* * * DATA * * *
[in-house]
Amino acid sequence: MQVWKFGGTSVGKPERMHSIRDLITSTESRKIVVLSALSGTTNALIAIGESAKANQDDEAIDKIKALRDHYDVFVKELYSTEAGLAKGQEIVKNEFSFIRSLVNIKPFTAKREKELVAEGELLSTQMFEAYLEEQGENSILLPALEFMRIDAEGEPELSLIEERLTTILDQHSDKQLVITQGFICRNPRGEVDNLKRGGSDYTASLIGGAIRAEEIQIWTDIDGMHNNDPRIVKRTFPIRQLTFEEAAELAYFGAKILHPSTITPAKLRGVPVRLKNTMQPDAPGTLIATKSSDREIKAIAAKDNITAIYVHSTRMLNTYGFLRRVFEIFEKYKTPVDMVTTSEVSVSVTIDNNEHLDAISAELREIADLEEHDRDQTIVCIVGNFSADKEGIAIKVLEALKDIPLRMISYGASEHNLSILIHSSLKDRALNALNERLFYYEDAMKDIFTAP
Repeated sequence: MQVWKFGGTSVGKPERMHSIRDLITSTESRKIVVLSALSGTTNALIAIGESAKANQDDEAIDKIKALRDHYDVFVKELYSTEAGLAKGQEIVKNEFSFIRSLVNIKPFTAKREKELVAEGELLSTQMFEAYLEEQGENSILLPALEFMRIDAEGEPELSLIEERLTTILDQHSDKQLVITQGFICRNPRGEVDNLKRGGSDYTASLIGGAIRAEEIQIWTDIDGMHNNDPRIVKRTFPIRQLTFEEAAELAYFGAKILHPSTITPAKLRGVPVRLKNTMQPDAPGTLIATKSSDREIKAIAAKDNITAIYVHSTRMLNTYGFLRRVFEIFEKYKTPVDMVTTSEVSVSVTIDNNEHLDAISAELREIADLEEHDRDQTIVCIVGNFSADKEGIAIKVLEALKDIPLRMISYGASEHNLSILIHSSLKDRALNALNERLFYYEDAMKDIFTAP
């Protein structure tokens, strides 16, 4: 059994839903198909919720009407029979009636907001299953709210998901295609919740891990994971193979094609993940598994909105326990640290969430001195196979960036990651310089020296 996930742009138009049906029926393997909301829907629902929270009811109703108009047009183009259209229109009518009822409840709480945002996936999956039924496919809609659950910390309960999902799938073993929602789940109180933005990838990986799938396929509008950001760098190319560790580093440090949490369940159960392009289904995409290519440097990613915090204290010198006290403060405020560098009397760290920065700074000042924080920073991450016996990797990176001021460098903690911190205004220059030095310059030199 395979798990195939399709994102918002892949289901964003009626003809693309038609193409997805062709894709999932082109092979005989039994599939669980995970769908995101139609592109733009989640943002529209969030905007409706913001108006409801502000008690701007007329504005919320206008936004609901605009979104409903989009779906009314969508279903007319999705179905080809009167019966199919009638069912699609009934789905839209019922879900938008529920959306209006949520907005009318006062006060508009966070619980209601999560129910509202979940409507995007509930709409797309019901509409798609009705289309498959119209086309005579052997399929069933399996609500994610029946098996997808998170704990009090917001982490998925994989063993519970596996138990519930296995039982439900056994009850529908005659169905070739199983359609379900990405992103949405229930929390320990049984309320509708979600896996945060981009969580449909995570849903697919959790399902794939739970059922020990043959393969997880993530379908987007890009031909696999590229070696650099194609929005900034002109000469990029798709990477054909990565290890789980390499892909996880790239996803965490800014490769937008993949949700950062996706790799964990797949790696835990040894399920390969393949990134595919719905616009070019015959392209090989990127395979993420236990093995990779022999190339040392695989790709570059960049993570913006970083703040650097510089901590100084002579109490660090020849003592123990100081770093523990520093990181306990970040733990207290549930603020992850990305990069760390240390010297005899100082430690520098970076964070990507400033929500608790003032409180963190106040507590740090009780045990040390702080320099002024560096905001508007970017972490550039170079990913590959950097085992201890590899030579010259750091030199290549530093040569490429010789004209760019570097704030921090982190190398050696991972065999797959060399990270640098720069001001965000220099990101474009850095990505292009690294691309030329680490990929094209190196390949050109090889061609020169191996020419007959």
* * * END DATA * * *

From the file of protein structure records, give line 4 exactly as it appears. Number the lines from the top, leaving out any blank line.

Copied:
């Protein structure tokens, strides 16, 4: 059994839903198909919720009407029979009636907001299953709210998901295609919740891990994971193979094609993940598994909105326990640290969430001195196979960036990651310089020296 996930742009138009049906029926393997909301829907629902929270009811109703108009047009183009259209229109009518009822409840709480945002996936999956039924496919809609659950910390309960999902799938073993929602789940109180933005990838990986799938396929509008950001760098190319560790580093440090949490369940159960392009289904995409290519440097990613915090204290010198006290403060405020560098009397760290920065700074000042924080920073991450016996990797990176001021460098903690911190205004220059030095310059030199 395979798990195939399709994102918002892949289901964003009626003809693309038609193409997805062709894709999932082109092979005989039994599939669980995970769908995101139609592109733009989640943002529209969030905007409706913001108006409801502000008690701007007329504005919320206008936004609901605009979104409903989009779906009314969508279903007319999705179905080809009167019966199919009638069912699609009934789905839209019922879900938008529920959306209006949520907005009318006062006060508009966070619980209601999560129910509202979940409507995007509930709409797309019901509409798609009705289309498959119209086309005579052997399929069933399996609500994610029946098996997808998170704990009090917001982490998925994989063993519970596996138990519930296995039982439900056994009850529908005659169905070739199983359609379900990405992103949405229930929390320990049984309320509708979600896996945060981009969580449909995570849903697919959790399902794939739970059922020990043959393969997880993530379908987007890009031909696999590229070696650099194609929005900034002109000469990029798709990477054909990565290890789980390499892909996880790239996803965490800014490769937008993949949700950062996706790799964990797949790696835990040894399920390969393949990134595919719905616009070019015959392209090989990127395979993420236990093995990779022999190339040392695989790709570059960049993570913006970083703040650097510089901590100084002579109490660090020849003592123990100081770093523990520093990181306990970040733990207290549930603020992850990305990069760390240390010297005899100082430690520098970076964070990507400033929500608790003032409180963190106040507590740090009780045990040390702080320099002024560096905001508007970017972490550039170079990913590959950097085992201890590899030579010259750091030199290549530093040569490429010789004209760019570097704030921090982190190398050696991972065999797959060399990270640098720069001001965000220099990101474009850095990505292009690294691309030329680490990929094209190196390949050109090889061609020169191996020419007959």